Children stand a much better chance in life, if their parents are involved in learning
So, what’s new?
Research tells us that adults whose parents have low levels of education are eight times more likely to have poor proficiency in literacy than adults whose parents had higher levels of education. Parents are in truth the primary teachers, mentors and guides for children and young people. Research shows that children stand a much better chance of succeeding in life if their parents are engaged in learning. Yet the lives and life chances of far too many are frustrated by the circumstances of their birth and restricted by their parents’ own poor educational attainment.
The commissioners of an NIACE inquiry suggest, very strongly, that it is only by addressing the issues within families, working with them to develop positive attitudes to learning, that we can ever hope to make that step change difference that is needed.
Learning as a family, they say has multiple benefits. Family learning raises children’s attainment and schools have a major role to play here – because all great schools involve parents. Evidence has shown that family learning could increase the overall level of children’s development by as much as 15 percentage points for those from disadvantaged groups.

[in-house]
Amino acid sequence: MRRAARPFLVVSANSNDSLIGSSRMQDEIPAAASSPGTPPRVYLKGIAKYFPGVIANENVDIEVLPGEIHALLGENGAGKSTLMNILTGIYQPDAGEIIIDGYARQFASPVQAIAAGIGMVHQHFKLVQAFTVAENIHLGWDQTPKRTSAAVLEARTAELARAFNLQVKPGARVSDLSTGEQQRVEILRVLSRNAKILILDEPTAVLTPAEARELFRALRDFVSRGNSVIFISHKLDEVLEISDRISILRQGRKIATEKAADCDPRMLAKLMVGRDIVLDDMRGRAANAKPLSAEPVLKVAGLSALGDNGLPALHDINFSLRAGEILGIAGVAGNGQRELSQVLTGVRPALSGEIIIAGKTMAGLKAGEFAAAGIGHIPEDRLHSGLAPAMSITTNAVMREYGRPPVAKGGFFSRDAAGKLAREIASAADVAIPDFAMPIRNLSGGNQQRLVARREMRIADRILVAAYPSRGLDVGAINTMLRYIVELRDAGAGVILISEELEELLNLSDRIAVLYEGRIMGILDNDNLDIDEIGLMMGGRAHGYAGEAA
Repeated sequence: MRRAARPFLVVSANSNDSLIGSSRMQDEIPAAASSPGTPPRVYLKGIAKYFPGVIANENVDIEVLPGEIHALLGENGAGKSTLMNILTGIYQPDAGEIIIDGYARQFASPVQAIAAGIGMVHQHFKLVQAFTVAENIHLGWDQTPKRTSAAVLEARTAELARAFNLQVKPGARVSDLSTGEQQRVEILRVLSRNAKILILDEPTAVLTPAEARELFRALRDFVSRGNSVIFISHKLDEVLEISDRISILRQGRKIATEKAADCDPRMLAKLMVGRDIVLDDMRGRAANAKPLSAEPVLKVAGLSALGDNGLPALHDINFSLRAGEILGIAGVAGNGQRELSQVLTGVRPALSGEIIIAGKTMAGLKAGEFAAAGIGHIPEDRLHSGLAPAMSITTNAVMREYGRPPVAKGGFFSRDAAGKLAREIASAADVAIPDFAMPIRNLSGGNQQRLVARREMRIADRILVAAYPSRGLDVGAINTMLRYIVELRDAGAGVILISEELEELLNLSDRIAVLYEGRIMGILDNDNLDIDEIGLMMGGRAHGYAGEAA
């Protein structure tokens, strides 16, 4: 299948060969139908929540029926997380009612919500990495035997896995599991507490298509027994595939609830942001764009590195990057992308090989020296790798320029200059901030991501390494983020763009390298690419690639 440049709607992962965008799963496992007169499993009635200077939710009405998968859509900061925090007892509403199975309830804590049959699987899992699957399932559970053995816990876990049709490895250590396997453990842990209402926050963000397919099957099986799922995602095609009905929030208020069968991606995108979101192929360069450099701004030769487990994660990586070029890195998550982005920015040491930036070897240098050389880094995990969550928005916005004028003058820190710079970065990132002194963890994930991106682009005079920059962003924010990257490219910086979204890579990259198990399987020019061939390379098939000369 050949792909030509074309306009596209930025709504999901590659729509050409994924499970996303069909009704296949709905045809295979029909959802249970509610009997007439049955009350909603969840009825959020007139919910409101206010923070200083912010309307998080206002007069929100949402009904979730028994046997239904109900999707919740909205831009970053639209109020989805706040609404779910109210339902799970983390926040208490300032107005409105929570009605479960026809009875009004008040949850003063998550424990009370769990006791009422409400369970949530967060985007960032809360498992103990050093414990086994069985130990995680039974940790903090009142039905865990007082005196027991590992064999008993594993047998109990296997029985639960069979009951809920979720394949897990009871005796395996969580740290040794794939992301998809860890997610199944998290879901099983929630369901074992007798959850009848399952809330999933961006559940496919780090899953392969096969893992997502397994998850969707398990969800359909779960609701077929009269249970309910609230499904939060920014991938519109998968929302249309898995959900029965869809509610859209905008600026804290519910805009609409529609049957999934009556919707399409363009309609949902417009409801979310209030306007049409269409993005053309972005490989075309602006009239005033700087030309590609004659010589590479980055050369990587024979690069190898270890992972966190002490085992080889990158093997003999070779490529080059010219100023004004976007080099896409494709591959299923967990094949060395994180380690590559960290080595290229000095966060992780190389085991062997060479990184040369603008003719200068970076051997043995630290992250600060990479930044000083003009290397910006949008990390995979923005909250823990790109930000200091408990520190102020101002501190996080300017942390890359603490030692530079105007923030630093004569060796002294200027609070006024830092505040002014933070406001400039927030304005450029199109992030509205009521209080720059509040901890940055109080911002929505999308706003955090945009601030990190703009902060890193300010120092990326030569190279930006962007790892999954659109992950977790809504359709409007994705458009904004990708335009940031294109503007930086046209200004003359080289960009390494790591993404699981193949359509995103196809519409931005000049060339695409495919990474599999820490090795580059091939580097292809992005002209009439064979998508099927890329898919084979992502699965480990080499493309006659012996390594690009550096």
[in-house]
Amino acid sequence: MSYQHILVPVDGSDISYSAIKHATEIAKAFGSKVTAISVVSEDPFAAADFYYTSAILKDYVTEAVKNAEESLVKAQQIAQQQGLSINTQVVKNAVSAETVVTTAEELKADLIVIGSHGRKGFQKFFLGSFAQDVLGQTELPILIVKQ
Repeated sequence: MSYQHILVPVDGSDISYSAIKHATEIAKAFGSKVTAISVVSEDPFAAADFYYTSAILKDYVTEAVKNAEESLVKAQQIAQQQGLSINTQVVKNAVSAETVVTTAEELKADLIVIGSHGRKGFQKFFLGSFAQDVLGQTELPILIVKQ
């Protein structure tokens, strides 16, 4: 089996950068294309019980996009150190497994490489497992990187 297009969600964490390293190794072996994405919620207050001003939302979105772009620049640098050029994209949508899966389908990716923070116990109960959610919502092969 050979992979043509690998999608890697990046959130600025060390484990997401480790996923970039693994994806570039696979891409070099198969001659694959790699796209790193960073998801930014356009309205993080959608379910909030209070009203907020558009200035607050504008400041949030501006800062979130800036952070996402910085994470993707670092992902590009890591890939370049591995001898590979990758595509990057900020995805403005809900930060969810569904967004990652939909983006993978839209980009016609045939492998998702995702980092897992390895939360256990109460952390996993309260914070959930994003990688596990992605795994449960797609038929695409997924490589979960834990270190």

The stand out message from this report is ‘Family learning works. It not only secures better outcomes for children and their parents, but also has measurable positive impacts on a wide range of economic and social policy agendas’.
The NIACE Inquiry into Family Learning was launched in October 2012 to gather new evidence of the impact of family learning, to develop new thinking and to influence public policy.The report recommends, interalia, that:
Family learning should be integral to school strategies to raise children’s attainment and to narrow the gap between the lowest and highest achievers. (why not use part of the Pupil Premium on family learning)
Family learning should be a key element of adult learning and skills strategies to engage those furthest from the labour market and improve employability, especially through family English and maths provision.
Every child should have the right to be part of a learning family. Many children grow up in families that can support their learning but some do not. Public bodies should target support to help these families.
Key government departments should include family learning in their policies and strategies in order to achieve cross-departmental outcomes.
The governments of England and Wales should regularly review the funding for and supply of family learning against potential demand.
There should be a joint national forum for family learning in England and Wales to support high quality, innovative practice, appropriate policy and advocacy, research and development.
Family Learning Works The Inquiry into Family Learning in England and Wales-October 2013-NIACE